Friday, August 8, 2008

Citizenship: Sick and Tired

''I am sick and tired of being sick and tired''

With beautiful verbal threads, Fannie Lou Hamer clothed the sentiment that drives many a citizen into the public square. A profound refusal to wait for civil rights motivated Ms. Hamer's incessant advocacy on behalf of democracy and black people in Mississippi. In doing so, she said no to apathy and yes to activism. For most of my 22 years, a sense that the world is not as it ought to be characterized my response to social ills.

But as of late I have moved into Fannie Lou territory; I trace my diagnosis to a Sojourners internship that introduced me to Washington politics. It boils my blood to think that it took Congress over a year to pass the housing legislation. Anger arises when I think of the Earned Income Tax Credit marriage penalty that discourages working single parents from marrying an employed spouse. Isn't that utterly ridiculous? What kind of a world do we live in when the government undermines the formation of families, one of the basic units of society?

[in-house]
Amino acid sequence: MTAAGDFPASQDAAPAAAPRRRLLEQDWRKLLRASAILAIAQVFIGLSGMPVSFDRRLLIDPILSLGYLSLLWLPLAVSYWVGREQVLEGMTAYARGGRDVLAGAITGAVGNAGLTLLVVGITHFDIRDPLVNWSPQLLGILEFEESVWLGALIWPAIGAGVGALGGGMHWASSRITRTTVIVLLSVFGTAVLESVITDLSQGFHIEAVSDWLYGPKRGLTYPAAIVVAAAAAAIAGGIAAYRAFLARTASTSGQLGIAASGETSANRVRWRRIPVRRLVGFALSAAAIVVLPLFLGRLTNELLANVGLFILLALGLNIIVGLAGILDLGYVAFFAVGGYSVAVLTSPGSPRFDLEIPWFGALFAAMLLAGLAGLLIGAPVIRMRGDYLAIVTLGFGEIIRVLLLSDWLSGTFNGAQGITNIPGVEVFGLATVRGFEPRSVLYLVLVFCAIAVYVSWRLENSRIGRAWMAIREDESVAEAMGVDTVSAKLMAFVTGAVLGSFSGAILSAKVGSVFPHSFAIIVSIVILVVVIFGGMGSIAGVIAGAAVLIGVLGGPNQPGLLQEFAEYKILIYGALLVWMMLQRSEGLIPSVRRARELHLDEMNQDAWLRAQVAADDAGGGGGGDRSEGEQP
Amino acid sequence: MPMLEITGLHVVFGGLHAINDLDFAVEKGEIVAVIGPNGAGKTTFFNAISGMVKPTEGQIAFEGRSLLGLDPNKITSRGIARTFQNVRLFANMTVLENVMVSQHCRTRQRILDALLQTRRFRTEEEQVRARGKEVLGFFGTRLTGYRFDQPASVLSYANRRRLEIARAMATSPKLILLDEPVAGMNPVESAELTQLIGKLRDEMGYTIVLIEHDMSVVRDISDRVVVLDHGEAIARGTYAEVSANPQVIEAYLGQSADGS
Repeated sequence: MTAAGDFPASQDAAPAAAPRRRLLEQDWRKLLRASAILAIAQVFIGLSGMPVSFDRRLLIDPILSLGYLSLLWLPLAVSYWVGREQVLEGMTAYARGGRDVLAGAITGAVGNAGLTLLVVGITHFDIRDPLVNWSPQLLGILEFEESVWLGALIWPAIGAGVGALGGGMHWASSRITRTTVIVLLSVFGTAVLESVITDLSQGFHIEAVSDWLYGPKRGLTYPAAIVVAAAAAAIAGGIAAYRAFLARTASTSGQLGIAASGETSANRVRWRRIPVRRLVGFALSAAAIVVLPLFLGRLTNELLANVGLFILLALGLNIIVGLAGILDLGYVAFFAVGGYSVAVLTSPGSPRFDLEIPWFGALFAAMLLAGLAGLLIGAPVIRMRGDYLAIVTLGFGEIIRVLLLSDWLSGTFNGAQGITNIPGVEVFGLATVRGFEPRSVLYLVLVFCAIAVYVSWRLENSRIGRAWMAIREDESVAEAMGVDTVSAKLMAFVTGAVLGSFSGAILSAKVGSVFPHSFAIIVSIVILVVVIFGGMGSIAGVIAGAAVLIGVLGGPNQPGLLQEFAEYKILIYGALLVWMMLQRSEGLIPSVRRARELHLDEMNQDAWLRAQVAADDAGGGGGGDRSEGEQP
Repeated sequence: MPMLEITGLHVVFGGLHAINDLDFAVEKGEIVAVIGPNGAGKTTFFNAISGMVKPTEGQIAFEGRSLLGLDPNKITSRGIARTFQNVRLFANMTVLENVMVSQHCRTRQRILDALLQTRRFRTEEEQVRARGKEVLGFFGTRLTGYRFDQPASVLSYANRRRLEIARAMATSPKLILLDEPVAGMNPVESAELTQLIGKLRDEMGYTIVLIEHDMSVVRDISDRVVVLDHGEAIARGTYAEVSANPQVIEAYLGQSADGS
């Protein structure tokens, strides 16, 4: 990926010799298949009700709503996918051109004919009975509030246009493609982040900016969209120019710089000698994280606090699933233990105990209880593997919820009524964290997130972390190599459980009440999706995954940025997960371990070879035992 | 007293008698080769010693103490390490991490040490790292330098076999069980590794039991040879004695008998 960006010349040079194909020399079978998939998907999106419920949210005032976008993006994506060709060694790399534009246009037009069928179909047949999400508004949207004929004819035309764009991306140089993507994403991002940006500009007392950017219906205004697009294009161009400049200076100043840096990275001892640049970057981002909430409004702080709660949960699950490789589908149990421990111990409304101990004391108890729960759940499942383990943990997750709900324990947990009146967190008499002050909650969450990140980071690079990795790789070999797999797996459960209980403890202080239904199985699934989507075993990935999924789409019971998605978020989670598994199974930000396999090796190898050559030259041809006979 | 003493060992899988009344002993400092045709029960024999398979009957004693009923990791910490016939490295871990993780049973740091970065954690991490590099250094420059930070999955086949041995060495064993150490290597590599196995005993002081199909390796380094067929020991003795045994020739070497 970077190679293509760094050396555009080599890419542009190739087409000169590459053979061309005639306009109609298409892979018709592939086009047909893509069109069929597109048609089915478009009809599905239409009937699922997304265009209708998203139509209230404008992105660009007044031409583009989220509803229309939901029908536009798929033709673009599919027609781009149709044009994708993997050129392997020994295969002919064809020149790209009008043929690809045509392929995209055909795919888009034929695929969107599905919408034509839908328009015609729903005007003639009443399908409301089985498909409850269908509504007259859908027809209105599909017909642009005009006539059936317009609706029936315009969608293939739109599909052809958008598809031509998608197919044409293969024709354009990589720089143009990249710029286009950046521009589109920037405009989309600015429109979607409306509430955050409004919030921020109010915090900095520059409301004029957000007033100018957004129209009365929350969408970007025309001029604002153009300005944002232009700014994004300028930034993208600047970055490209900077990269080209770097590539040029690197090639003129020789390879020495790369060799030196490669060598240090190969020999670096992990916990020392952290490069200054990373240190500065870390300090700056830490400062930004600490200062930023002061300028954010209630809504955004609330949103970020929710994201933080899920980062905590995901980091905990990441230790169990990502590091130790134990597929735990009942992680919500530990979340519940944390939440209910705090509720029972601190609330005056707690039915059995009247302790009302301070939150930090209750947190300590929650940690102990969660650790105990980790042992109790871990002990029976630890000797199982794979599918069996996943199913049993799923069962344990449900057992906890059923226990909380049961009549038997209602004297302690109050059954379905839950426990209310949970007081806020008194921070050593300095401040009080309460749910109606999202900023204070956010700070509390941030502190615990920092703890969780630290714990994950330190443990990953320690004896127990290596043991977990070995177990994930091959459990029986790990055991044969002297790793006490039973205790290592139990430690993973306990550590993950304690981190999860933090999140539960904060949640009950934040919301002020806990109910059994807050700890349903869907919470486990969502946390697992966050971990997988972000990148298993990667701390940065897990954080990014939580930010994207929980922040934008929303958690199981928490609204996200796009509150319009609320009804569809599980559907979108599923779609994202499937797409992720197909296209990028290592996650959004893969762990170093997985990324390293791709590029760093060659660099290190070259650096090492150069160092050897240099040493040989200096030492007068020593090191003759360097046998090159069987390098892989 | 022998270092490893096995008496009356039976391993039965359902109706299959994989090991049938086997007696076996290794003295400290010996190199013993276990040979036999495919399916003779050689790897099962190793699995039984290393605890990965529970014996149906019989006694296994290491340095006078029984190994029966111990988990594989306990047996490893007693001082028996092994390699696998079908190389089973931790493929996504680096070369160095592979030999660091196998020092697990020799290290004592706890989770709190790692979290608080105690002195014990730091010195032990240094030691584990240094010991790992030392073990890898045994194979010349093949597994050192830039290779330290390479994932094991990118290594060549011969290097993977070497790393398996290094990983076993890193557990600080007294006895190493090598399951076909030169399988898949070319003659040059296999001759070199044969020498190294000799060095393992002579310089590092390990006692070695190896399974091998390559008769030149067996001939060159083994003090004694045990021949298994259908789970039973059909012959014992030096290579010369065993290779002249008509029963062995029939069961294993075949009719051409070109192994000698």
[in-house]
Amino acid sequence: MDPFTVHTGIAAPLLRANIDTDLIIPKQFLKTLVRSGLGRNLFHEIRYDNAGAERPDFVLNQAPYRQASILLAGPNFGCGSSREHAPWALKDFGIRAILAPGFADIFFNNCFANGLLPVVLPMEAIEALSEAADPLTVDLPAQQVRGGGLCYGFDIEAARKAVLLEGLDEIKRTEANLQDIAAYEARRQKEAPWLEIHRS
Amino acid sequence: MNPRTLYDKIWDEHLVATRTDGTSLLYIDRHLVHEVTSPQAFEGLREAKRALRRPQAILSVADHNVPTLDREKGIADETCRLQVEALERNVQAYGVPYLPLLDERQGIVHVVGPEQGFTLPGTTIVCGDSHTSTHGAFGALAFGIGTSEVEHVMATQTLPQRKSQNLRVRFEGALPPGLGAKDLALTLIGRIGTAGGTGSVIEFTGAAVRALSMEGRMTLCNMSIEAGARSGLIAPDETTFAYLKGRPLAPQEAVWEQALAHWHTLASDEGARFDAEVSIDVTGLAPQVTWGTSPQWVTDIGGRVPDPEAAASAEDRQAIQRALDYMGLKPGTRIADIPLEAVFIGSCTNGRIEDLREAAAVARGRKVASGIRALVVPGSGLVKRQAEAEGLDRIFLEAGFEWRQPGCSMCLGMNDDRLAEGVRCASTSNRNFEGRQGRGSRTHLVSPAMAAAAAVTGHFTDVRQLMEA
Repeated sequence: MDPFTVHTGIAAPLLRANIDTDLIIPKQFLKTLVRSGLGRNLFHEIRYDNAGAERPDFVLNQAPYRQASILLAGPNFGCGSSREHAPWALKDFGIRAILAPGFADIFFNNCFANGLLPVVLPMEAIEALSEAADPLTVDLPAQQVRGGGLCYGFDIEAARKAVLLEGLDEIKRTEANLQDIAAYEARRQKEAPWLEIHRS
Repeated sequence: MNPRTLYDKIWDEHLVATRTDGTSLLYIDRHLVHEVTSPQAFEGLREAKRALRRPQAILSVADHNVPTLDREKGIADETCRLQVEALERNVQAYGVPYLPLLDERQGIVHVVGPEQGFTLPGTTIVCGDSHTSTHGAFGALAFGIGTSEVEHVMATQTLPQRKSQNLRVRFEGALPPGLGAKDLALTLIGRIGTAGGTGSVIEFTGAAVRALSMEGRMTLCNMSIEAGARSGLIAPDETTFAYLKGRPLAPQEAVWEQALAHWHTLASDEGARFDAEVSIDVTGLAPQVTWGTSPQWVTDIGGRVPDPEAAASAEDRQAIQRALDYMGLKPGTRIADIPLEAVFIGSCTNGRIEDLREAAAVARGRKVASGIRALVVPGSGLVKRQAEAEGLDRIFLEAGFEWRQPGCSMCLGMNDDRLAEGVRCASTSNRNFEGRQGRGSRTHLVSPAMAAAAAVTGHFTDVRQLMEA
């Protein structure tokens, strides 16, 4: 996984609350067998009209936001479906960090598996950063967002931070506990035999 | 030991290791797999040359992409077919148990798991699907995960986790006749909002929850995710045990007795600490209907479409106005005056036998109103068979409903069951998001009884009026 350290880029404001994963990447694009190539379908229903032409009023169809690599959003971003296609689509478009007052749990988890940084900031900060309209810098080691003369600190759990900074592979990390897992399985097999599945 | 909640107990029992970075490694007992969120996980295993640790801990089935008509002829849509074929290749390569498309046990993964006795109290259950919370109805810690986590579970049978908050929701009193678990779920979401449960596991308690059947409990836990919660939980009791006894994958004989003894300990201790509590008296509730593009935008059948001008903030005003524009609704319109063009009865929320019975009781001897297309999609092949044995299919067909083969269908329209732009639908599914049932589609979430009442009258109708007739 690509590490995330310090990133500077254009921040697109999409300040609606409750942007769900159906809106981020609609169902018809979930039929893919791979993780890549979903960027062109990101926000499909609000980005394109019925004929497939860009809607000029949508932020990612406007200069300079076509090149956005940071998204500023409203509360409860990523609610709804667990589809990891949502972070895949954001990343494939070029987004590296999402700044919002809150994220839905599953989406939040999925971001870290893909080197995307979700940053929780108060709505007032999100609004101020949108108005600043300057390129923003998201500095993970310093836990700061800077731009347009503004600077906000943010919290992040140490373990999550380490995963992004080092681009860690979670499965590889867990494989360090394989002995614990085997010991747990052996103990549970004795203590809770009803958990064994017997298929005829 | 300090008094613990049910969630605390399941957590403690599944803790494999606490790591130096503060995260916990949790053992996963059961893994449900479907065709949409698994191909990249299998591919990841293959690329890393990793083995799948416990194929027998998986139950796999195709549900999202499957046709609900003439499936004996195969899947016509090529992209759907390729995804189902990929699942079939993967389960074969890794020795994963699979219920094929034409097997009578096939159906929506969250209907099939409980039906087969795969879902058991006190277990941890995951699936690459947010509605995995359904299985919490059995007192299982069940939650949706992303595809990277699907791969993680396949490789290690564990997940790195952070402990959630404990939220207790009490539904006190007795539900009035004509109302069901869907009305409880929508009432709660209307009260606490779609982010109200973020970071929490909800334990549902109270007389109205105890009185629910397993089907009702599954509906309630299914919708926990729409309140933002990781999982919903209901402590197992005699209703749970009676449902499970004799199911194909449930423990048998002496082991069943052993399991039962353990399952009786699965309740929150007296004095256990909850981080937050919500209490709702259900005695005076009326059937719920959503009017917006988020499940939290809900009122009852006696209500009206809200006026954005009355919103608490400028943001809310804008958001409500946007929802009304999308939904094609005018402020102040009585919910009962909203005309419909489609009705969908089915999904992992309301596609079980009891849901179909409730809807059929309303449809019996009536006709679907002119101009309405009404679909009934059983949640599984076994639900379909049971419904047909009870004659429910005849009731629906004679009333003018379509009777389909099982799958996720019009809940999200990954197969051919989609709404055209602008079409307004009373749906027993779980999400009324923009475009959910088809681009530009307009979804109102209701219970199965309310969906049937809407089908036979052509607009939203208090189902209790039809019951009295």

Worse still, my soul cringes as I recall my callous indifference about hijacked elections in 2000, my failure to vote in 2004, and my very own piece of post-Civil Rights privilege pie. I'm feeling like Fannie yall. I'm sick. This condition, what I have called a holy impatience elsewhere, undergirds my newfound dedication to citizenship. It compels me to participate more actively in democracy and to abstain from the civic apathy of my college years.

Forgive us, O Lord, for our civic apathy and indifference to our suffering neighbors; may we recommit ourselves to doing justice, loving mercy, and walking humbly with you

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